Finally, they were given orders to go to Norway, which was what they had been training for all along. Non-Norwegian replacements had filled in holes left by 52 men killed in action, 207 wounded, and 6 missing in combat. Norway was free after five years of Nazi rule. Two days after they arrived, the battalion was given the task of acting as a Guard of Honor when King Haakon VII returned to the country after exactly five years in exile. The Norwegians duly received the 99th as liberators and their strong bonds with Norway naturally secured a pleasant stay. They spent the summer of 1945 participating in numerous parades and taking generous furloughs that were used for sightseeing and seeking their relatives all over Norway. By the fall of 1945, they were on their way home to America.
Much of what I’ve just told you was from an article from the Vesterheim Museum which the Sons of Norway group in Thief River Falls included in a pamphlet honoring the 99th Battalion during a program with speakers and special honored guests and families of the 99th Veterans. Jan Strandlie was the MC for the program. She and her husband Jim visited our Roseau Sons of Norway a couple of months ago and presented a video from their event.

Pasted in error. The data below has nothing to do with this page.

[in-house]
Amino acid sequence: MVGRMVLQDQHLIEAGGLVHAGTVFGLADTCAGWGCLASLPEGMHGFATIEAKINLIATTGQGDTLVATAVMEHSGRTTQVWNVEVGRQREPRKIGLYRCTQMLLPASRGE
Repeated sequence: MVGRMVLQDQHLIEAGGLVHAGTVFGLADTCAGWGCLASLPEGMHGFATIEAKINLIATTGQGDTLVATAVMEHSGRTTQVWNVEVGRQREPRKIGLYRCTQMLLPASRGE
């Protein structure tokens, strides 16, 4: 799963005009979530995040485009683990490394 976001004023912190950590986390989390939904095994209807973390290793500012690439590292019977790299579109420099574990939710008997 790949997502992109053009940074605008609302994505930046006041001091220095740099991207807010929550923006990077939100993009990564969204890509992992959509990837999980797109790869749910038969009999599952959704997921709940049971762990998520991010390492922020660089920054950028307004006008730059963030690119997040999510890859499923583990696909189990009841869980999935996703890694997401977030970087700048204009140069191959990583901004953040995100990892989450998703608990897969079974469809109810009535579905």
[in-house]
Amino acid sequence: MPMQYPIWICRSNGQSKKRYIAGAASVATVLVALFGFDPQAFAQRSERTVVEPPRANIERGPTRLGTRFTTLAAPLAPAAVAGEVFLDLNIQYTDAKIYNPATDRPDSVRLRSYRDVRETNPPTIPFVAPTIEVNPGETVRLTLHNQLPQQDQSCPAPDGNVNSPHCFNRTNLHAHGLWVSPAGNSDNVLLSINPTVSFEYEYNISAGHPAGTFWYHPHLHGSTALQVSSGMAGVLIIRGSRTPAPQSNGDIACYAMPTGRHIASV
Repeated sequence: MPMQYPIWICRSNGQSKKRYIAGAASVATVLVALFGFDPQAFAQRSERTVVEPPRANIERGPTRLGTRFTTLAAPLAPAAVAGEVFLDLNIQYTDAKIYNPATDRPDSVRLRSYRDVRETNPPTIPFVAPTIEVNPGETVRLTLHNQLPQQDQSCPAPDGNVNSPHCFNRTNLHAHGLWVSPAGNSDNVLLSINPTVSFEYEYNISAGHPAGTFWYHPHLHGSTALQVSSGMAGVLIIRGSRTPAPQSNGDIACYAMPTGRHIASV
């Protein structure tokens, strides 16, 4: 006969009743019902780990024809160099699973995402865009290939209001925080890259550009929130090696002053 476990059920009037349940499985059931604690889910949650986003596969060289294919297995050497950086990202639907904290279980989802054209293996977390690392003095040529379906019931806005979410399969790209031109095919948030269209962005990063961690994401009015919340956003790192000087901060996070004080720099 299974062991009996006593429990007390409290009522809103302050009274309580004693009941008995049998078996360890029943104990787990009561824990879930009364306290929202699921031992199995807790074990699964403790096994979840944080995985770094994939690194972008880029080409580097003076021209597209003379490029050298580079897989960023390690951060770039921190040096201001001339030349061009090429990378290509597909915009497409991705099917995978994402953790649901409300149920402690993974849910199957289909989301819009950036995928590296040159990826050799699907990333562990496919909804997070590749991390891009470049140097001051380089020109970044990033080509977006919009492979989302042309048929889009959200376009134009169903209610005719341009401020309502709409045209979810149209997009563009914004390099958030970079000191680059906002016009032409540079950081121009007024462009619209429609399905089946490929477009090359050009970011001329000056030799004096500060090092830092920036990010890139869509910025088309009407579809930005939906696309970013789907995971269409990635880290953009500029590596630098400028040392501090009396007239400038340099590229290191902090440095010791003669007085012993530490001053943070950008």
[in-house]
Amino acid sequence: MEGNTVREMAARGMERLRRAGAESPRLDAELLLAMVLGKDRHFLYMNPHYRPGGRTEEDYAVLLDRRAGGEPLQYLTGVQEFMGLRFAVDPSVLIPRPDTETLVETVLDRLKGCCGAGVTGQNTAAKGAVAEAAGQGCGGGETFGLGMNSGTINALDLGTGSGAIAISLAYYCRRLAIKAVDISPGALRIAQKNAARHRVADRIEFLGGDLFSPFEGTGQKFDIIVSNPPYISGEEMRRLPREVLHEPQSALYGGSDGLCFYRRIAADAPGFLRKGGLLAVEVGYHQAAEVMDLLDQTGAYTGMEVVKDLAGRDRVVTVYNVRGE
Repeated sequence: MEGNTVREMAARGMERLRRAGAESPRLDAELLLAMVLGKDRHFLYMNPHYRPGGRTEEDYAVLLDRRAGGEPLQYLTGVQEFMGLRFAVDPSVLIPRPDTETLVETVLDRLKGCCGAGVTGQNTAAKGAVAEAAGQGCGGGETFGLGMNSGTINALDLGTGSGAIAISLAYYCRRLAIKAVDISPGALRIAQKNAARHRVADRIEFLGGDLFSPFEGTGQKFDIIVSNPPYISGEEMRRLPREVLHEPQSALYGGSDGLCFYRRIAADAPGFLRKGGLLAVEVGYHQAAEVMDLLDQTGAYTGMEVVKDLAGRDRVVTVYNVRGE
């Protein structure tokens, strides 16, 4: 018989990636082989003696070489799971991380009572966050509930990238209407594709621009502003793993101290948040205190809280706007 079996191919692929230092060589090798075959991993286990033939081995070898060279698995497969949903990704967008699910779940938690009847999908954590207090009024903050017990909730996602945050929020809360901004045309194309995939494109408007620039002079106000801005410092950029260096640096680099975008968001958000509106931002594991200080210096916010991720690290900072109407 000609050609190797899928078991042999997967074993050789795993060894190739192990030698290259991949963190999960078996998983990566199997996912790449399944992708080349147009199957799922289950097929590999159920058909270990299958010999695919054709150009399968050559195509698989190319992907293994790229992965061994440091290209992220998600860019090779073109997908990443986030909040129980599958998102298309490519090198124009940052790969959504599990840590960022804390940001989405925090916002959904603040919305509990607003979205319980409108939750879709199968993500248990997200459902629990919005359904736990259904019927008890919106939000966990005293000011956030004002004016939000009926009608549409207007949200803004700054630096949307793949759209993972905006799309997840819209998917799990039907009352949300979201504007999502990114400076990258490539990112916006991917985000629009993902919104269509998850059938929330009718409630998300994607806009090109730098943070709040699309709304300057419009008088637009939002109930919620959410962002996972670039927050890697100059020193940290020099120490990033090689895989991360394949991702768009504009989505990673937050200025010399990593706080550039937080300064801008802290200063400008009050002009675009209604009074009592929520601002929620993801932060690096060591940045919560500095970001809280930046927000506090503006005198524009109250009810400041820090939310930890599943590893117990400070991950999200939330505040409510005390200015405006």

A small clipping I found in the November 8, 1945, Roseau Times-Region tells of Johnny Magnusson’s return to the USA. Here is what it says:
“Johnny Magnuson, son of Mr. and Mrs. Alfred Magnuson of Ross, landed in Boston, Massachusetts Thursday. He came there from Oslo, Norway, where he had been part of Uncle Sam’s forces since Germany capitulated. Mr. Magnusson trained as a ski trooper in Colorado, beginning on that job three years last February. Then he saw service in France and Germany before being sent to Norway. He is expected to arrive home any day.”
Mr. Magnuson married in 1948 and lived in International Falls with his wife Margaret Knepper. They had 5 sons. One of them was Richard Magnuson, the young deputy who was murdered in the line of duty north of Roseau in 1978. Sheriff Paul Knochenmus wrote about that incident and the aftermath in detail in his book, “Memoirs of Paul F. Knochenmus,” which you can see at the Roseau County Museum.
Thank you to (www.roseauonline.com) for letting us share our county’s history with your listeners by donating air time, studio time, and production staff every week.